As a Gonda Fellow at IIAS, Abhishek is researching the Jain prabandha literature from the 13th to 16th century in North and Northwestern India. Prabandha literature is a late medieval literary genre of historical biographies of Jain monks, poets, kings, laymen, and of histories of Jain pilgrimage sites written and preserved by Śvetāmbara Jain authors. He has established these collections of biographies as literature of cultural specificity in his doctoral dissertation entitled Emplotment and Historicity: Narrative Modes of Historical Discourse in the Prabandhakośa. Such writings were significant and can be called a form of historical discourse.
Looking at the literary history of such a large corpus, he particularly interested in the patronages of the prabandha texts wherein his research trajectory is as follows: literary writings by Hindu authors were largely supported by rulers, as has been thoroughly researched, but this is an investigation of what caused Jain authors, even if they were not supported by local kings, to involve themselves in competition with Hindu authors, and what was the purpose of prabandhas taken as a literary genre of historical discourse. An outcome of such a study is to unfold a strategy that kept Jain teaching alive through texts and traditions. The first purpose is to investigate courteous acknowledgment by the Jain authors for their supporters from religious affiliations, in works of the prabandha literature, which most probably were written for communal education, for polemic, and even to address outsiders. The second purpose to see the Jains' strategy to keep their identity separate from Buddhism, Vaiṣṇavism and Śaivism in the period of the Islamic rulers in India (which perhaps was the main aim of the Jain authors from the early period), can be seen as polemic in the historical narratives, and in the social, linguistic, and philosophical strategies of Jains to assimilate and survive as an Indian philosophical tradition, may have been the primary goal of the prabandha authors. When reading history from the present to the past, the identity of Jainism as a separate religion can be seen through its social, ethical, metaphysical, and cosmological aspects in the Jain prabandha texts.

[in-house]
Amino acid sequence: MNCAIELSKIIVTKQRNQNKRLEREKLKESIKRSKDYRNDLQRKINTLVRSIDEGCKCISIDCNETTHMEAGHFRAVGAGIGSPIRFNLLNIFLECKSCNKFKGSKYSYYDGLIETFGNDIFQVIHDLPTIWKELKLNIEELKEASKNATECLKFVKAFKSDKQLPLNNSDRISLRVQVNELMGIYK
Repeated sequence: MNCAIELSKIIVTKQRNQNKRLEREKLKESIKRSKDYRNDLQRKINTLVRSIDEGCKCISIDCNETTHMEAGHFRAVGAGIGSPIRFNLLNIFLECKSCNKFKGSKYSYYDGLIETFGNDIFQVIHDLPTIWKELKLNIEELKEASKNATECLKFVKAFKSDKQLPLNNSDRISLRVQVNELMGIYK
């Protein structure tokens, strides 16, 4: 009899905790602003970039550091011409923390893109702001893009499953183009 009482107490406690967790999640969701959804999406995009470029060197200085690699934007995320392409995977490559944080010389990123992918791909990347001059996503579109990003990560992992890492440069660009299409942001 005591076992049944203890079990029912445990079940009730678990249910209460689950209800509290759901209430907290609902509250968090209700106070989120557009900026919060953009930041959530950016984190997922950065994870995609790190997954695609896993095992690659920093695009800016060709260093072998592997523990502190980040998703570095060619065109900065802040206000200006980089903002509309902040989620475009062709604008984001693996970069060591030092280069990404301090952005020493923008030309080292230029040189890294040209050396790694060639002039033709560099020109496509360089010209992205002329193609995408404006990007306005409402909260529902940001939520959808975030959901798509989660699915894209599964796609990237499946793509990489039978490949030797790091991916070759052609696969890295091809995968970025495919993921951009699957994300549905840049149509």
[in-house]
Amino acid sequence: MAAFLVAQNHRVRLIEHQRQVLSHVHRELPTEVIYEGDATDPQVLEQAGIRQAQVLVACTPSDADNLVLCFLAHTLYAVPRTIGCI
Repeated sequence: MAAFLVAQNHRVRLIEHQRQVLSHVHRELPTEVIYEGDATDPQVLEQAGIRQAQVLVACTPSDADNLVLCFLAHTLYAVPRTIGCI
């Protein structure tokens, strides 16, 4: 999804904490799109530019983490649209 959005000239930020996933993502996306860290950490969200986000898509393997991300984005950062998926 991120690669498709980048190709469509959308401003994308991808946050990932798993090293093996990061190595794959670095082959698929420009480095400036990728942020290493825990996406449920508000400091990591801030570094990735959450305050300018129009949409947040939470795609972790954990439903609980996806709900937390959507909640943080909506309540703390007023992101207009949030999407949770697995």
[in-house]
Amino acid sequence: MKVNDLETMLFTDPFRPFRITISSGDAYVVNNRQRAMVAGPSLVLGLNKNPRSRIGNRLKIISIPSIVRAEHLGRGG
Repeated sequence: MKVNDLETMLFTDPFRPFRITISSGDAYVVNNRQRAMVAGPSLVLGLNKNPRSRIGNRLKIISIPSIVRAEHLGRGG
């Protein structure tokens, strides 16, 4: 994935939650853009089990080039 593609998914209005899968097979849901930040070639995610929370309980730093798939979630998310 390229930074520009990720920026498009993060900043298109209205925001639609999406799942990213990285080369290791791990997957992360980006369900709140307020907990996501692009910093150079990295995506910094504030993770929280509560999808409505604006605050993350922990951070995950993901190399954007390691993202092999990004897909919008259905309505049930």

This project will exclusively provide a light on the Jain prabandha authors, focusing on the situation and the extent to which they were supported by rulers or householders.